Josh O'Connor On Playing Prince Charles In Season 4 Of 'The Crown'
SCOTT SIMON, HOST:
His Royal Highness Charles, Prince of Wales, gave one of the most spectacularly tin-eared replies in the history of romance when he and his fiancee, Diana Spencer, appeared at a press conference after their engagement.
(SOUNDBITE OF TV SHOW, "THE CROWN")
UNIDENTIFIED ACTOR: (As character) And if I may say, you both look very much in love.
EMMA CORRIN: (As Princess Diana) Oh, yes, absolutely.
JOSH O'CONNOR: (As Prince Charles) Whatever in love means.
SIMON: What a royal ker-thunk (ph). That's Emma Corrin as the woman who would become Princess Diana to the world and Josh O'Connor as Prince Charles. Season 4 of "The Crown" is on Netflix. And Josh O'Connor joins us from London. Thanks so much for being with us.
O'CONNOR: Thank you. Thanks for having me.
SIMON: You cad.
O'CONNOR: (Laughter) I know. It's not the best press conference, is it? I mean, it's a pretty bad show from Charles.
SIMON: I said tin-eared. Cruel might be another way of putting it. But, look; you're the man who tries to put his heart and soul on screens across the world. How do you explain that answer?
O'CONNOR: Well, obviously, that's one of the few moments in "The Crown" where we show something that actually factually happened. You know, most of "The Crown," of course, is fiction, and it's pure drama. And so every now and then, we punctuate the episodes in the series with factual events. And that press conference actually happened.
Why he said, whatever in love means, I mean, I think it's to do with a kind of English embarrassment, for one. But two, I think there is a complexity about the fact that he wasn't able to marry the woman he loves, and he was kind of pushed into this marriage with a girl who was much younger than him, wide-eyed, kind of new to the world. He was trying to sort of maybe guide her in this press conference. So I think there's a few things at play.
Again, that's in our world. I don't know - in reality, I can't speak for Charles. I have no idea what was going through his head, to be honest.
SIMON: It's interesting. You were born in 1990, so you did not grow up with Charles and Diana.
O'CONNOR: No, I missed them.
SIMON: I wonder if that let you stand apart from what everybody thinks they know and give a kind of fresh interpretation of this character who, you know, to this day stirs some very sharp emotions.
O'CONNOR: Maybe it's that. I've always had quite a strong feeling about any kind of biopic-style film or television. As an audience member, I'm not a big fan of them. They're very tricky, particularly if the person that you're portraying is very famous, like Charles or like Diana.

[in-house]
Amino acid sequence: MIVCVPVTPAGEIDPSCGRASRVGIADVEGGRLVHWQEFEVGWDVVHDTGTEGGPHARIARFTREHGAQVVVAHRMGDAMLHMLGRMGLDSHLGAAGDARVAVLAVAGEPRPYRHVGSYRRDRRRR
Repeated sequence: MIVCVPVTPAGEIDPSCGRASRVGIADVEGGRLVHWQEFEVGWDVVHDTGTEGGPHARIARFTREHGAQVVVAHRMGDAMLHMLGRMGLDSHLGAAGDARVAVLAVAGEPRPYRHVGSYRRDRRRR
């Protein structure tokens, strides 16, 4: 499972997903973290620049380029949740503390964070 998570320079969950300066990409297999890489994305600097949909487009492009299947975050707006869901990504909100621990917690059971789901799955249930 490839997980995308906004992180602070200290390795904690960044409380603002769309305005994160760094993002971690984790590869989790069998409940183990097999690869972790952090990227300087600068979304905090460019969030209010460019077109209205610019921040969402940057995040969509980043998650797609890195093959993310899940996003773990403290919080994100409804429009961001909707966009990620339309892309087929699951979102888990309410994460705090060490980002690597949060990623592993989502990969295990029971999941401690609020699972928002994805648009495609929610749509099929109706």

And a few years back, actually, there was an amazing film by Todd Haynes called "I'm Not There," which is about Bob Dylan. And I'm a huge Dylan fan. And I always thought that that was one of the most successful biopic-style films because no one was trying to portray Dylan as we know Dylan because none of us know Dylan.
And as always - I always find that's the kind of - that's the point of contention for me is that no one has any idea what Diana and Charles' marriage was like, least of all the general public and least of all me. So I think as soon as you kind of get past that, I think you sort of focus on what my job is, which is to be an actor and create a character. And that kind of takes you away from it. You don't have to worry about being accurate about what the public perception is because we don't really know.
SIMON: And do you find him interesting?
O'CONNOR: As in the real Prince Charles, I think he's very interesting. I should say that I had no interest in the royal family before doing "The Crown," and I don't have a huge amount of interest in them now. But I think in terms of Charles and playing him, I remember when I first met Peter Morgan, the writer of "The Crown" and creator. And we had a chat, and Peter said, you've got to remember that Prince Charles is a boy that's waiting for his mother to die for his life to take meaning. And suddenly, I was like, oh, my God, what a fascinating conundrum. So that, to me, is kind of philosophy and ethics enough to get into a role.
SIMON: I have to ask, have you ever met his royal highness, the Prince of Wales?
O'CONNOR: I haven't met his royal highness, although he did come to a play. I was doing a play at the Royal Shakespeare Company about six years ago. And I don't think he made it through the entire play. It wasn't the greatest piece of theatre.
SIMON: What was it? Do you remember?
O'CONNOR: "The Shoemaker's Holiday." It's an old Elizabethan comedy, which I love doing, and I loved it as a show. But I think maybe it was funnier in Elizabethan times. I don't know.
SIMON: Do you have any concern, Mr. O'Connor, brilliant actor that you are - you know, a lot of British actors get knighted - right? - get the Order of the British Empire.
SIMON: Any concern that years from now when somebody brings up your name, a King Charles will say, no bloody way?
O'CONNOR: Shouldn't think so, yeah.
O'CONNOR: I don't have that - I mean, look; I wouldn't be surprised (laughter) if that was the case. I think - to be honest, I think, knowing the little I know about Charles, he's a great supporter of the arts. He's a big kind of fan of culture. And I'm sure that he understands this is pure drama and pure fiction. And no matter how much we kind of dress it up to make it feel like it's reality, it's just not. At times, that is tricky. But I actually think we show the predicament he's in. And there's a lot of sympathy shown in this - in the show for him. So I hope he won't hold it against me.
SIMON: Josh O'Connor, who may never be knighted. He plays or portrays Prince Charles in Season 4 of "The Crown." Rule, Britannia. Thanks so much for being with us.
O'CONNOR: Thank you so much, Scott. Transcript provided by NPR, Copyright NPR.